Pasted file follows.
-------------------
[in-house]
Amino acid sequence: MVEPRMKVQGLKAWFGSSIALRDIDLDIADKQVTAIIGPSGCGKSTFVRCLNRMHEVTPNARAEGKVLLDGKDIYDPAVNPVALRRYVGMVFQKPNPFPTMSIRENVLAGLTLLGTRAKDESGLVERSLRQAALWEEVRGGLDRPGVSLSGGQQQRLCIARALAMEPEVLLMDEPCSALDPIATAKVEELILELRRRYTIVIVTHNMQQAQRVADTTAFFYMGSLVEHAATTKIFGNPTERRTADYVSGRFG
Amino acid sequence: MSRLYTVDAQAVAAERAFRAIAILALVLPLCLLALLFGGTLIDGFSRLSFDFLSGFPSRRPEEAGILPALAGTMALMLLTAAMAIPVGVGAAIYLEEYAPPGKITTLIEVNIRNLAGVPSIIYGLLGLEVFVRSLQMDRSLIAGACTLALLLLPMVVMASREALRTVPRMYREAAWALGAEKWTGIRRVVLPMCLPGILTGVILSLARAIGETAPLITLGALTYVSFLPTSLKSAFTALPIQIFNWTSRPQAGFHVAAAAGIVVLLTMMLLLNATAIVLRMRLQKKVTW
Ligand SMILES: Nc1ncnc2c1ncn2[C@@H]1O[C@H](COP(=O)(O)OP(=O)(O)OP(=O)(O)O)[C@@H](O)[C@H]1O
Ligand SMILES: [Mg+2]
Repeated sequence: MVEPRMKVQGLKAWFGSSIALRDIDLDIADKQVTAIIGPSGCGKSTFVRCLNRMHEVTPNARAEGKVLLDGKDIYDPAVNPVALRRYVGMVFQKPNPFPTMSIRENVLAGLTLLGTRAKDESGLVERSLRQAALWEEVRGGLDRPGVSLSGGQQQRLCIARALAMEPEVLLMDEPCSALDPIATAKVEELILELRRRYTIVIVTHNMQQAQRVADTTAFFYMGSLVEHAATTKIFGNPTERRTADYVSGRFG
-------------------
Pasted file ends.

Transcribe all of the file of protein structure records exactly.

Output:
[in-house]
Amino acid sequence: MVEPRMKVQGLKAWFGSSIALRDIDLDIADKQVTAIIGPSGCGKSTFVRCLNRMHEVTPNARAEGKVLLDGKDIYDPAVNPVALRRYVGMVFQKPNPFPTMSIRENVLAGLTLLGTRAKDESGLVERSLRQAALWEEVRGGLDRPGVSLSGGQQQRLCIARALAMEPEVLLMDEPCSALDPIATAKVEELILELRRRYTIVIVTHNMQQAQRVADTTAFFYMGSLVEHAATTKIFGNPTERRTADYVSGRFG
Amino acid sequence: MSRLYTVDAQAVAAERAFRAIAILALVLPLCLLALLFGGTLIDGFSRLSFDFLSGFPSRRPEEAGILPALAGTMALMLLTAAMAIPVGVGAAIYLEEYAPPGKITTLIEVNIRNLAGVPSIIYGLLGLEVFVRSLQMDRSLIAGACTLALLLLPMVVMASREALRTVPRMYREAAWALGAEKWTGIRRVVLPMCLPGILTGVILSLARAIGETAPLITLGALTYVSFLPTSLKSAFTALPIQIFNWTSRPQAGFHVAAAAGIVVLLTMMLLLNATAIVLRMRLQKKVTW
Ligand SMILES: Nc1ncnc2c1ncn2[C@@H]1O[C@H](COP(=O)(O)OP(=O)(O)OP(=O)(O)O)[C@@H](O)[C@H]1O
Ligand SMILES: [Mg+2]
Repeated sequence: MVEPRMKVQGLKAWFGSSIALRDIDLDIADKQVTAIIGPSGCGKSTFVRCLNRMHEVTPNARAEGKVLLDGKDIYDPAVNPVALRRYVGMVFQKPNPFPTMSIRENVLAGLTLLGTRAKDESGLVERSLRQAALWEEVRGGLDRPGVSLSGGQQQRLCIARALAMEPEVLLMDEPCSALDPIATAKVEELILELRRRYTIVIVTHNMQQAQRVADTTAFFYMGSLVEHAATTKIFGNPTERRTADYVSGRFG